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Pharmacology

Refresher: Why use Analgesics?

This summary is based on the Clinical Info provided by the Canadian Pharmacists Association: Drugs in Dentistry (December 2012) By Dr. Dan Haas, DDS, PhD, FRCDC Consider the following points in the use of analgesics: Eliminate the source of pain, if possible. Individualize regimens. Optimize dose and frequency before switching. Maximize the nonopioid before adding the opioid. Consider a loading dose and/or a preoperative dose for nonsteroidal anti-inflammatory drugs (NSAIDs). Avoid chronic use of any analgesic. Reduce the dose in older individuals. Be aware of the contraindications and cautions for NSAIDs, including ASA (see also individual product monographs and CPhA monographs as ...

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Efudex: Should it be prescribed by dentists?

This question was submitted by a general dentist: When discussing sun damage to lips, a couple of patients indicated that their physician prescribed Efudex. There is apparently no follow-up by the physician and no indication to the patients as to what the desired outcome of the said treatment should be. Should dentists be prescribing this medication and what would the appropriate follow-up and regimen be with this chemotherapeutic agent? Dr. Mark Donaldson provided the following initial and quick response Dr. Mark Donaldson is Director of Pharmaceutical Services at the Kalispell Regional Medical Center,  Clinical Professor in the Department of Pharmacy at ...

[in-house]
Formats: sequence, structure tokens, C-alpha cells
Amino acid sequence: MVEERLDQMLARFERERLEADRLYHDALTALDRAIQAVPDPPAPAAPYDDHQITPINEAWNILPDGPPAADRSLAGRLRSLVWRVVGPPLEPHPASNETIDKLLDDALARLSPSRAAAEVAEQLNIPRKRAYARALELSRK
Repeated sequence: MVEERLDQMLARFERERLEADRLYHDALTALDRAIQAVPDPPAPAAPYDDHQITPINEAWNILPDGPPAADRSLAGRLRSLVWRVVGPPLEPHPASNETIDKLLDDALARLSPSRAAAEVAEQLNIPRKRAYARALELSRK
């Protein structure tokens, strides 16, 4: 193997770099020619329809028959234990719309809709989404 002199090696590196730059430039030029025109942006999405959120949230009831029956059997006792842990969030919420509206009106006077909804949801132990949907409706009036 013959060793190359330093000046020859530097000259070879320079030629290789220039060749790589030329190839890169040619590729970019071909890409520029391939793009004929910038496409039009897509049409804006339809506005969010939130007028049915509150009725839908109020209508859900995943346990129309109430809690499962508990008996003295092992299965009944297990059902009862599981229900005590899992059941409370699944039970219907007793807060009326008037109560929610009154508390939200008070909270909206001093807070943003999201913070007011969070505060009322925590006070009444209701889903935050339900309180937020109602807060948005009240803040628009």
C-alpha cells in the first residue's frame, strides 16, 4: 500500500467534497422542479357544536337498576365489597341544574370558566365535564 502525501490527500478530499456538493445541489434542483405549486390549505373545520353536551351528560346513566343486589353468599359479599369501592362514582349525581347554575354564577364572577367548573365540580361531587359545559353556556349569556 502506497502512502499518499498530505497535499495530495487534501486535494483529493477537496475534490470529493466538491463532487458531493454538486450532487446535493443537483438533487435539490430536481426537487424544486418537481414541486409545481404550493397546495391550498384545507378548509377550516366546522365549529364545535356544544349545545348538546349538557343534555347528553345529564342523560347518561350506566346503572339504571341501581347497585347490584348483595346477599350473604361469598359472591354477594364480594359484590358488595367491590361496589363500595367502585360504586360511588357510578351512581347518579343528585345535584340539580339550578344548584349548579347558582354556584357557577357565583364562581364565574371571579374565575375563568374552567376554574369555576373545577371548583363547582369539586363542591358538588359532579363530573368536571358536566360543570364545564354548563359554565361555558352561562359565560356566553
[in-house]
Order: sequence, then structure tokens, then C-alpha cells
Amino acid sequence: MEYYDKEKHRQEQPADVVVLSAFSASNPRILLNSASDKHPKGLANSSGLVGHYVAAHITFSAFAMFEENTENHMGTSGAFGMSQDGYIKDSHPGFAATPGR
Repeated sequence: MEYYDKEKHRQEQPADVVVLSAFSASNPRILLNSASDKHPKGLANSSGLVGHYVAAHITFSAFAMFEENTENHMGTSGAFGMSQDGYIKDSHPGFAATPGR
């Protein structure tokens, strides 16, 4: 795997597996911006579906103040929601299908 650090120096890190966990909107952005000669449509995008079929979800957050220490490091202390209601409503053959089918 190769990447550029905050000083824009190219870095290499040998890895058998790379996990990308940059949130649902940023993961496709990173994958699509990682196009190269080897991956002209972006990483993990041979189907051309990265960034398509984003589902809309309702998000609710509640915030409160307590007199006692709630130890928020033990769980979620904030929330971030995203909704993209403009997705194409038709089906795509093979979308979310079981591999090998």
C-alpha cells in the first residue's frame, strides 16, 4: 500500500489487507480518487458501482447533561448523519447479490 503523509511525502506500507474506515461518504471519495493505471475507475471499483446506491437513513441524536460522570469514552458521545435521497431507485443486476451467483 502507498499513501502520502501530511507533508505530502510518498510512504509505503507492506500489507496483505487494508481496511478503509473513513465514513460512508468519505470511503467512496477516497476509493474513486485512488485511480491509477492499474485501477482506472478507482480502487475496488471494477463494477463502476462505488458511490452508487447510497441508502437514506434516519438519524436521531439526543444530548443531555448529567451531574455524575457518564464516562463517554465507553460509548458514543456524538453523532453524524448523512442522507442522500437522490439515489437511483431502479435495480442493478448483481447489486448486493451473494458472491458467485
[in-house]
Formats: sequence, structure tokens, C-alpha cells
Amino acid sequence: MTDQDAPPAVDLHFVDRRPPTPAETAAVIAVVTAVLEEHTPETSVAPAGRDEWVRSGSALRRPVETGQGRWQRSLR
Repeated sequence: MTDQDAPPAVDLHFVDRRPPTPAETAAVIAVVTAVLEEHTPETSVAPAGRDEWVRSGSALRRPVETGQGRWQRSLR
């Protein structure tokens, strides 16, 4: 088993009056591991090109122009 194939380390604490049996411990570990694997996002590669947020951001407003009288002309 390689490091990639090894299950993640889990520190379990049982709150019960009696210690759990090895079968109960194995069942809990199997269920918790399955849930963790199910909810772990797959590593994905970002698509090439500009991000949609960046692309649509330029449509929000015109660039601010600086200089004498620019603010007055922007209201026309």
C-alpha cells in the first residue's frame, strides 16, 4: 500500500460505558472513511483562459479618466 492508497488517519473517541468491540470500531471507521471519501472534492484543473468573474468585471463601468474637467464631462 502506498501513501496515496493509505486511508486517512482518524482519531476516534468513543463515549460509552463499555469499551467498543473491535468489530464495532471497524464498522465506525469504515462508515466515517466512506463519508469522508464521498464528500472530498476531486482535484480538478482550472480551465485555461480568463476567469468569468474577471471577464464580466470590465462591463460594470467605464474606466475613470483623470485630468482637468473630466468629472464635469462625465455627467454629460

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Are there dietary-supplement interactions with medications commonly used in dentistry?

This snapshot is adapted from the article by Drs. Mark Donaldson and Riva Touger-Decker published in the Journal of the American Dental Association: Dietary supplement interactions with medications used commonly in dentistry Dr. Mark Donaldson is Director of Pharmaceutical Services at the Kalispell Regional Medical Center, is Clinical Professor in the Department of Pharmacy at the University of Montana, and is Clinical Associate professor in the School of Dentistry at the Oregon Health and Sciences University Dr. Riva Touger-Decker is Chair of the Nutrition Sciences Department and Professor in the Diagnostic Sciences, Rutgers School of Dental Medicine  Context  Because nearly 70% ...